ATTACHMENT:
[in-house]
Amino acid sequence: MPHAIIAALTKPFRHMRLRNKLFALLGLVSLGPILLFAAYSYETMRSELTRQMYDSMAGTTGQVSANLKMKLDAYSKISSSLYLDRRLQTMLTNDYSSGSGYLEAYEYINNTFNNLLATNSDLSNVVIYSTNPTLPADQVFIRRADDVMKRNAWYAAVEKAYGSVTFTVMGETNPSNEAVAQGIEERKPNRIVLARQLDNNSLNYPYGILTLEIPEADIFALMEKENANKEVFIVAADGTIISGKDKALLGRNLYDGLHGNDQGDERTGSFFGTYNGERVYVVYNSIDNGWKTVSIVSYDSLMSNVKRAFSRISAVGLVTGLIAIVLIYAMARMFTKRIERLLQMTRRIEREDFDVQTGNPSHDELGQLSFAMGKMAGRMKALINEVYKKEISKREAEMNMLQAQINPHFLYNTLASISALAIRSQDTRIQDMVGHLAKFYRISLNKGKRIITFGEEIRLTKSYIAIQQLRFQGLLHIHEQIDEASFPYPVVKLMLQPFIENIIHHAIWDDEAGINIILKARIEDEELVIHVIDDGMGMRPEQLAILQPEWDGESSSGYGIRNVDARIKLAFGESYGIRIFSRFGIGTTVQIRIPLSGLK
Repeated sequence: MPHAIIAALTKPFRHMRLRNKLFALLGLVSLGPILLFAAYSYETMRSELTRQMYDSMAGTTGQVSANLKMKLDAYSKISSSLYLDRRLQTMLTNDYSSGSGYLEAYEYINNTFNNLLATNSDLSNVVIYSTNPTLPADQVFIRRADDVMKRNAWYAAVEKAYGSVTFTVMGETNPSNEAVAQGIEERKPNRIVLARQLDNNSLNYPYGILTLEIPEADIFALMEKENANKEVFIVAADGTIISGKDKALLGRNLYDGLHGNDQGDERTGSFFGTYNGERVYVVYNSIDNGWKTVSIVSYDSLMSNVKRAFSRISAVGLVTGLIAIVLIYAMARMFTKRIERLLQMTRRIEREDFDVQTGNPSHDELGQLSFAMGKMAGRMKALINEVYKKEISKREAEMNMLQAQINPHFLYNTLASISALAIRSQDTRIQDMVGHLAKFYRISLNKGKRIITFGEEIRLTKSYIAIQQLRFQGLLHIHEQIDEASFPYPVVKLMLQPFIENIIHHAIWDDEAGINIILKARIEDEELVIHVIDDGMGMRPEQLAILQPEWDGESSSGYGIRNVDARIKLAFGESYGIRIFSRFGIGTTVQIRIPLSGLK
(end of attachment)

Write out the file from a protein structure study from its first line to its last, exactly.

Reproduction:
[in-house]
Amino acid sequence: MPHAIIAALTKPFRHMRLRNKLFALLGLVSLGPILLFAAYSYETMRSELTRQMYDSMAGTTGQVSANLKMKLDAYSKISSSLYLDRRLQTMLTNDYSSGSGYLEAYEYINNTFNNLLATNSDLSNVVIYSTNPTLPADQVFIRRADDVMKRNAWYAAVEKAYGSVTFTVMGETNPSNEAVAQGIEERKPNRIVLARQLDNNSLNYPYGILTLEIPEADIFALMEKENANKEVFIVAADGTIISGKDKALLGRNLYDGLHGNDQGDERTGSFFGTYNGERVYVVYNSIDNGWKTVSIVSYDSLMSNVKRAFSRISAVGLVTGLIAIVLIYAMARMFTKRIERLLQMTRRIEREDFDVQTGNPSHDELGQLSFAMGKMAGRMKALINEVYKKEISKREAEMNMLQAQINPHFLYNTLASISALAIRSQDTRIQDMVGHLAKFYRISLNKGKRIITFGEEIRLTKSYIAIQQLRFQGLLHIHEQIDEASFPYPVVKLMLQPFIENIIHHAIWDDEAGINIILKARIEDEELVIHVIDDGMGMRPEQLAILQPEWDGESSSGYGIRNVDARIKLAFGESYGIRIFSRFGIGTTVQIRIPLSGLK
Repeated sequence: MPHAIIAALTKPFRHMRLRNKLFALLGLVSLGPILLFAAYSYETMRSELTRQMYDSMAGTTGQVSANLKMKLDAYSKISSSLYLDRRLQTMLTNDYSSGSGYLEAYEYINNTFNNLLATNSDLSNVVIYSTNPTLPADQVFIRRADDVMKRNAWYAAVEKAYGSVTFTVMGETNPSNEAVAQGIEERKPNRIVLARQLDNNSLNYPYGILTLEIPEADIFALMEKENANKEVFIVAADGTIISGKDKALLGRNLYDGLHGNDQGDERTGSFFGTYNGERVYVVYNSIDNGWKTVSIVSYDSLMSNVKRAFSRISAVGLVTGLIAIVLIYAMARMFTKRIERLLQMTRRIEREDFDVQTGNPSHDELGQLSFAMGKMAGRMKALINEVYKKEISKREAEMNMLQAQINPHFLYNTLASISALAIRSQDTRIQDMVGHLAKFYRISLNKGKRIITFGEEIRLTKSYIAIQQLRFQGLLHIHEQIDEASFPYPVVKLMLQPFIENIIHHAIWDDEAGINIILKARIEDEELVIHVIDDGMGMRPEQLAILQPEWDGESSSGYGIRNVDARIKLAFGESYGIRIFSRFGIGTTVQIRIPLSGLK